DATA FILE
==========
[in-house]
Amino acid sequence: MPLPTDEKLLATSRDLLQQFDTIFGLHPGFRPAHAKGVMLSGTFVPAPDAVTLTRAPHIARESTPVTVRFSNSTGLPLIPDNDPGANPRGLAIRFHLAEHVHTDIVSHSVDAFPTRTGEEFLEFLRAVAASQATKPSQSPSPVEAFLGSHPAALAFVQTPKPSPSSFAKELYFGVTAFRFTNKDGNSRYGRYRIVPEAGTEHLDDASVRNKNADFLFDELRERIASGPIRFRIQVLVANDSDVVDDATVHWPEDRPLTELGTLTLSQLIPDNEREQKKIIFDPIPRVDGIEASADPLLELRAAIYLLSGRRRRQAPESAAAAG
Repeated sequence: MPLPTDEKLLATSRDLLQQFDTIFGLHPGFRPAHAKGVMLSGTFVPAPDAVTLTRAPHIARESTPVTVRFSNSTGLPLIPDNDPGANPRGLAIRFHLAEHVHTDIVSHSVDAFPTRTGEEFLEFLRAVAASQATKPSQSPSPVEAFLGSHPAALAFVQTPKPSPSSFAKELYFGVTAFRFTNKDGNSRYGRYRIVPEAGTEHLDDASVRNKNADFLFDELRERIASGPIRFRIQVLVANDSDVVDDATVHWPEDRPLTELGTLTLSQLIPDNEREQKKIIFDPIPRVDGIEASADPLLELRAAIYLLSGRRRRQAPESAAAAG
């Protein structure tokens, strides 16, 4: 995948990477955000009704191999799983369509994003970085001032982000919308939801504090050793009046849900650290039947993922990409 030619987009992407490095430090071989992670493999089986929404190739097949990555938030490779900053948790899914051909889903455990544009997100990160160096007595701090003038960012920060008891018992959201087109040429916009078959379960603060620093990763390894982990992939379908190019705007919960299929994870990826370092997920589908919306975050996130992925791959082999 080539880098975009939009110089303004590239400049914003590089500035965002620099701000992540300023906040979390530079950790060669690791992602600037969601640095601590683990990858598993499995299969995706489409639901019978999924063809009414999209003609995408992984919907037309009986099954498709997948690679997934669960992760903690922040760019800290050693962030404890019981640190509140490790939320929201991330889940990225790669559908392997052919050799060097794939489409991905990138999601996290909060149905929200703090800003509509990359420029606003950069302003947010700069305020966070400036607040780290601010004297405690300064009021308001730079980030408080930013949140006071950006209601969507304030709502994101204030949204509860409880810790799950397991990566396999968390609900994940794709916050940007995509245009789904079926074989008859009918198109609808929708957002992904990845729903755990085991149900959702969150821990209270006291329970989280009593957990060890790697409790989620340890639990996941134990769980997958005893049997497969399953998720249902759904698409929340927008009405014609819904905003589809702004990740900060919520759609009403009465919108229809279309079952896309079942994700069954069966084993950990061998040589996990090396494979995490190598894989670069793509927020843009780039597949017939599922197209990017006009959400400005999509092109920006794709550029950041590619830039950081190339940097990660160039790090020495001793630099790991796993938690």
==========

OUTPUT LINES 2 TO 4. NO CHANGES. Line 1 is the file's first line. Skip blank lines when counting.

Amino acid sequence: MPLPTDEKLLATSRDLLQQFDTIFGLHPGFRPAHAKGVMLSGTFVPAPDAVTLTRAPHIARESTPVTVRFSNSTGLPLIPDNDPGANPRGLAIRFHLAEHVHTDIVSHSVDAFPTRTGEEFLEFLRAVAASQATKPSQSPSPVEAFLGSHPAALAFVQTPKPSPSSFAKELYFGVTAFRFTNKDGNSRYGRYRIVPEAGTEHLDDASVRNKNADFLFDELRERIASGPIRFRIQVLVANDSDVVDDATVHWPEDRPLTELGTLTLSQLIPDNEREQKKIIFDPIPRVDGIEASADPLLELRAAIYLLSGRRRRQAPESAAAAG
Repeated sequence: MPLPTDEKLLATSRDLLQQFDTIFGLHPGFRPAHAKGVMLSGTFVPAPDAVTLTRAPHIARESTPVTVRFSNSTGLPLIPDNDPGANPRGLAIRFHLAEHVHTDIVSHSVDAFPTRTGEEFLEFLRAVAASQATKPSQSPSPVEAFLGSHPAALAFVQTPKPSPSSFAKELYFGVTAFRFTNKDGNSRYGRYRIVPEAGTEHLDDASVRNKNADFLFDELRERIASGPIRFRIQVLVANDSDVVDDATVHWPEDRPLTELGTLTLSQLIPDNEREQKKIIFDPIPRVDGIEASADPLLELRAAIYLLSGRRRRQAPESAAAAG
């Protein structure tokens, strides 16, 4: 995948990477955000009704191999799983369509994003970085001032982000919308939801504090050793009046849900650290039947993922990409 030619987009992407490095430090071989992670493999089986929404190739097949990555938030490779900053948790899914051909889903455990544009997100990160160096007595701090003038960012920060008891018992959201087109040429916009078959379960603060620093990763390894982990992939379908190019705007919960299929994870990826370092997920589908919306975050996130992925791959082999 080539880098975009939009110089303004590239400049914003590089500035965002620099701000992540300023906040979390530079950790060669690791992602600037969601640095601590683990990858598993499995299969995706489409639901019978999924063809009414999209003609995408992984919907037309009986099954498709997948690679997934669960992760903690922040760019800290050693962030404890019981640190509140490790939320929201991330889940990225790669559908392997052919050799060097794939489409991905990138999601996290909060149905929200703090800003509509990359420029606003950069302003947010700069305020966070400036607040780290601010004297405690300064009021308001730079980030408080930013949140006071950006209601969507304030709502994101204030949204509860409880810790799950397991990566396999968390609900994940794709916050940007995509245009789904079926074989008859009918198109609808929708957002992904990845729903755990085991149900959702969150821990209270006291329970989280009593957990060890790697409790989620340890639990996941134990769980997958005893049997497969399953998720249902759904698409929340927008009405014609819904905003589809702004990740900060919520759609009403009465919108229809279309079952896309079942994700069954069966084993950990061998040589996990090396494979995490190598894989670069793509927020843009780039597949017939599922197209990017006009959400400005999509092109920006794709550029950041590619830039950081190339940097990660160039790090020495001793630099790991796993938690």